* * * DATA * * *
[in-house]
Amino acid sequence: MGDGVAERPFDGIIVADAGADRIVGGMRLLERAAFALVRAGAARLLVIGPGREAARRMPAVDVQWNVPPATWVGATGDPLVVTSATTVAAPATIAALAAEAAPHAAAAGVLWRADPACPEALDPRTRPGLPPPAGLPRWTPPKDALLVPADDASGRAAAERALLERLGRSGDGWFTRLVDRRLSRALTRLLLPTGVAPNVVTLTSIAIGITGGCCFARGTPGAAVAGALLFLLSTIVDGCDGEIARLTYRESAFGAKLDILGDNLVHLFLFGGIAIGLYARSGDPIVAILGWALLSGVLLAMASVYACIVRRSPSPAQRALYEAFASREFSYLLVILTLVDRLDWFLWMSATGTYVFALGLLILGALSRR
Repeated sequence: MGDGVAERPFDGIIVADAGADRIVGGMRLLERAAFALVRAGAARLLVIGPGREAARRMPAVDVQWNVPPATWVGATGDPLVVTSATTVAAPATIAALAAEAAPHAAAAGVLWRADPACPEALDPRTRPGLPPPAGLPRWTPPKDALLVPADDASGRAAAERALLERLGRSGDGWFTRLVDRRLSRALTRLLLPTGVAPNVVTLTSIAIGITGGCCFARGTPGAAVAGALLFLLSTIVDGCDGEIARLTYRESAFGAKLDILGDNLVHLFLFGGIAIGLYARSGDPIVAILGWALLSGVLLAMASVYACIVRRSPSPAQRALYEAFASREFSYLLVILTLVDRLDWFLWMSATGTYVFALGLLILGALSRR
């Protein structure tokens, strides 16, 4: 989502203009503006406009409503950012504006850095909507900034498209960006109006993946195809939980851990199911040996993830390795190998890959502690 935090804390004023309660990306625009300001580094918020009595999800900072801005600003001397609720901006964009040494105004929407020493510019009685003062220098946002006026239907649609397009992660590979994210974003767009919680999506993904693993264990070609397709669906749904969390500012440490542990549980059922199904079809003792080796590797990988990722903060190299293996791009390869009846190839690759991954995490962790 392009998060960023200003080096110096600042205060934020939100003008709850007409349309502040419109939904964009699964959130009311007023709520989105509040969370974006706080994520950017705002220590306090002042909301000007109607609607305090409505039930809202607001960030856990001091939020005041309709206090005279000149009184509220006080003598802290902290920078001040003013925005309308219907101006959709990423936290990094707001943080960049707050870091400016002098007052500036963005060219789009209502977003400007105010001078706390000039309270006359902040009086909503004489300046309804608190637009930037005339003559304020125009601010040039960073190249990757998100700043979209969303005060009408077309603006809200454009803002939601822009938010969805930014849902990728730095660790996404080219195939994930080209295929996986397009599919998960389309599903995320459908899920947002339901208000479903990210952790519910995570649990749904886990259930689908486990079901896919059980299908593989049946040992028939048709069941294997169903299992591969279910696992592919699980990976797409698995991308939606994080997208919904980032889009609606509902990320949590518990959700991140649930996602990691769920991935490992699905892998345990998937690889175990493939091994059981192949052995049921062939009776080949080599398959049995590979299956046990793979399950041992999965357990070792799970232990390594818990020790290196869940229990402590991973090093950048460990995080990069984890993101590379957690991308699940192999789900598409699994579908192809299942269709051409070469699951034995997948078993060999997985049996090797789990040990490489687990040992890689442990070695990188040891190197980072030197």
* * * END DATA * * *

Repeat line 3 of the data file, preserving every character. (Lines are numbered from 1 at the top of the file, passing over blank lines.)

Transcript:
Repeated sequence: MGDGVAERPFDGIIVADAGADRIVGGMRLLERAAFALVRAGAARLLVIGPGREAARRMPAVDVQWNVPPATWVGATGDPLVVTSATTVAAPATIAALAAEAAPHAAAAGVLWRADPACPEALDPRTRPGLPPPAGLPRWTPPKDALLVPADDASGRAAAERALLERLGRSGDGWFTRLVDRRLSRALTRLLLPTGVAPNVVTLTSIAIGITGGCCFARGTPGAAVAGALLFLLSTIVDGCDGEIARLTYRESAFGAKLDILGDNLVHLFLFGGIAIGLYARSGDPIVAILGWALLSGVLLAMASVYACIVRRSPSPAQRALYEAFASREFSYLLVILTLVDRLDWFLWMSATGTYVFALGLLILGALSRR